As the clock approaches the MLB trading deadline on Tuesday afternoon, there are two potential paths ahead for the Dodgers.
He had huge success in the business of star Juan Soto, a Washington native.
Or boost the promo crew by adding a starter, with the Miami Marlins’ Pablo Lopez emerging as a legitimate target for the Dodgers, according to several people familiar with the situation.
The Dodgers’ interest in Soto has been evident for weeks, since the 23-year-old refused to extend a 15-year, $440 million contract from the Nationals last month and was placed in the trade block by the club.
The Dodgers are said to be one of three contestants in the Soto lottery, along with San Diego Padres and St. Louis Cardinals.
A two-time All-Star and 2020 National League champion could come at an unprecedented cost. The Citizens were asking for up to six senior clients as well as young players and MLB producers.
For the Dodgers, such a package could include catcher Diego Cartaya, his overall greatest potential and one of the most popular young players in the sport; junior pitchers at Bobby Miller and Ryan Peut; promising hitters such as Miguel Vargas, Michael Bush or Andy Pages; And maybe even second baseman Gavin Locks or bowler Dustin May from the big league roster.
However, optimism about getting Soto has grown among some in the Dodgers organization in recent days, as other league contenders such as the New York Yankees and the Seattle Mariners appear to have dropped out of the race.
However, there is a chance that Soto will end up with the Cardinals or Padres – who each have their own impressive cadre of assets to bring to the table – or stay with the Nationals if the team does not receive an offer it deems strong enough for the generational talent, which will be under the team’s control for a period of time. Two seasons later this year.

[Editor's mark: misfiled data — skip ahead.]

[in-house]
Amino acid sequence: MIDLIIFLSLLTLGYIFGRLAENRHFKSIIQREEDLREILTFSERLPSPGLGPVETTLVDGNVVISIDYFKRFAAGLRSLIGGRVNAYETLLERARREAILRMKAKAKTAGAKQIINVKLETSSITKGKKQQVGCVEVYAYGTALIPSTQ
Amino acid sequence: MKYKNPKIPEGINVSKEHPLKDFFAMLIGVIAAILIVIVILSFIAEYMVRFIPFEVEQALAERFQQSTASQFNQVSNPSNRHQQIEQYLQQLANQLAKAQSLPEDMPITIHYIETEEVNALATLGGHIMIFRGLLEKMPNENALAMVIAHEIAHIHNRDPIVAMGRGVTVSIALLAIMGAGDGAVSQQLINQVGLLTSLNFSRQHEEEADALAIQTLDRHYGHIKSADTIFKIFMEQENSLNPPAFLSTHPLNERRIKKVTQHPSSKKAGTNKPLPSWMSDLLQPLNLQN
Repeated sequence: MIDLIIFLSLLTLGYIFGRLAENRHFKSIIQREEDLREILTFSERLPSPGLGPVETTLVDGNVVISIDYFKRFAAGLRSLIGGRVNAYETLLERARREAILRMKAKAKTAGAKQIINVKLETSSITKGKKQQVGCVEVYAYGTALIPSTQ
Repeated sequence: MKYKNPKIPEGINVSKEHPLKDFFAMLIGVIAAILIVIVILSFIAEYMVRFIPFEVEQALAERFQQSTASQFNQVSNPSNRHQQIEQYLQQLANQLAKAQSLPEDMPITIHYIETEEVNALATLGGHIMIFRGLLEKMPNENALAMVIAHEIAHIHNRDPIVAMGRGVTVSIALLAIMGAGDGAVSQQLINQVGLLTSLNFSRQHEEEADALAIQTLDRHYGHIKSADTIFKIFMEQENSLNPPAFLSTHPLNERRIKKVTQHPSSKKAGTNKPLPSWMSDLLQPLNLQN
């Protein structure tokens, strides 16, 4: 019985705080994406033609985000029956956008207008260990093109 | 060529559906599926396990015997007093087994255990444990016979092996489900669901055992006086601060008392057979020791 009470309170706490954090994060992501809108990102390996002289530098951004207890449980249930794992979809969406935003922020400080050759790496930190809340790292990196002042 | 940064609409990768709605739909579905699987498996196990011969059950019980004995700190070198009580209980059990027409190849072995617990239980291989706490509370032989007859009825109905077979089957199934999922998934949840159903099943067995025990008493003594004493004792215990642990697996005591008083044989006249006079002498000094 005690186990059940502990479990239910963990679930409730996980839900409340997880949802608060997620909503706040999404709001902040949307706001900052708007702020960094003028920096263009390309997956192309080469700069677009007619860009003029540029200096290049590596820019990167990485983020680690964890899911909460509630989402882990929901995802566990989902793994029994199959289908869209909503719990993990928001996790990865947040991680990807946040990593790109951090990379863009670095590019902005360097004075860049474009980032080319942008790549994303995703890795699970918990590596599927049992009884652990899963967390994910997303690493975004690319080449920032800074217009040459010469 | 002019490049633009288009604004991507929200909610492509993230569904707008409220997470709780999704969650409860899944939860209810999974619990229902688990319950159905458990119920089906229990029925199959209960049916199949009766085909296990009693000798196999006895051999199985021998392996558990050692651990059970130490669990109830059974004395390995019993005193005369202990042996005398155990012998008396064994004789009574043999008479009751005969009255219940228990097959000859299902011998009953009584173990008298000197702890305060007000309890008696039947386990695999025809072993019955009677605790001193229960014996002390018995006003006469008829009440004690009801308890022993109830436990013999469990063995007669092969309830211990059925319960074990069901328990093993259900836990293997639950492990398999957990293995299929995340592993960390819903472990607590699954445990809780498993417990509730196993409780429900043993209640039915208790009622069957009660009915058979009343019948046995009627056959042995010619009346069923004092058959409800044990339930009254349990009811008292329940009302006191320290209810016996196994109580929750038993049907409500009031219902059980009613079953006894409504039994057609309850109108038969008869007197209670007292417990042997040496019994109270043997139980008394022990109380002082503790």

If the Dodgers don’t finish with Soto, they can switch to López, who is one of the remaining top shooters still available on deadline.
López, the 26-year-old, who has a 3.41 ERA in 21 starts this season, has been at the center of discussions between the Dodgers and Marlins recently. Veteran Marlins detective, Anthony Bass, was also mentioned in the conversations between the two teams.
Lopez, another player with two seasons of team control after this year, wouldn’t come cheap.
The controllable starting market has gone through the roof after massive withdrawals from the Cincinnati Reds traded Luis Castillo to the Seattle Mariners on Friday, and the Oakland Athletics received a Frankie Montas deal to the New York Yankees on Monday.
But adding López could help steady the Dodgers’ battering, who leads the big ERA team but still doesn’t know exactly what to expect from injured bowlers like Walker Buehler, May and Blake Treinen.
It’s doubtful if the Dodgers can capture both Soto and López, as both teams will likely want to have many of the Dodgers’ best prospects.
There are also other alternatives that the Dodgers could explore before the 3pm PT deadline on Tuesday, with Ian Happe of the Chicago Cubs and JD Martinez of the Boston Red Sox notable among the many other hitters that can be had at a lower cost.
“I think we learned how to manage [the deadline rumors]Dodgers coach Dave Roberts said ahead of the team’s 8-2 win over the San Francisco Giants on Monday, picked by Max Muncie in the second half at home and a pair of RBIs for Trea Turner, Freddy Freeman and Will Smith.
With the win, the Dodgers (69-33) have the best record in the majors at the deadline.
“It’s kind of like, at least you know now the day after tomorrow, the people within the organization you’re going to be joining, and then you can move forward with those people.”
It’s still not clear who exactly the Dodgers could add.
But on the eve of another trading deadline, they have once again set themselves up to go after some of the biggest names available in the market.
Cleavinger deals with rays
The Dodgers made a minor move on Monday, sending left-back Garrett Cleavinger to the Tampa Bay Rays in exchange for potential 18-year-old German Tapia. Cleavinger was in Triple A, and his departure opens a place on the team’s 40-man roster.
This story originally appeared in the Los Angeles Times.
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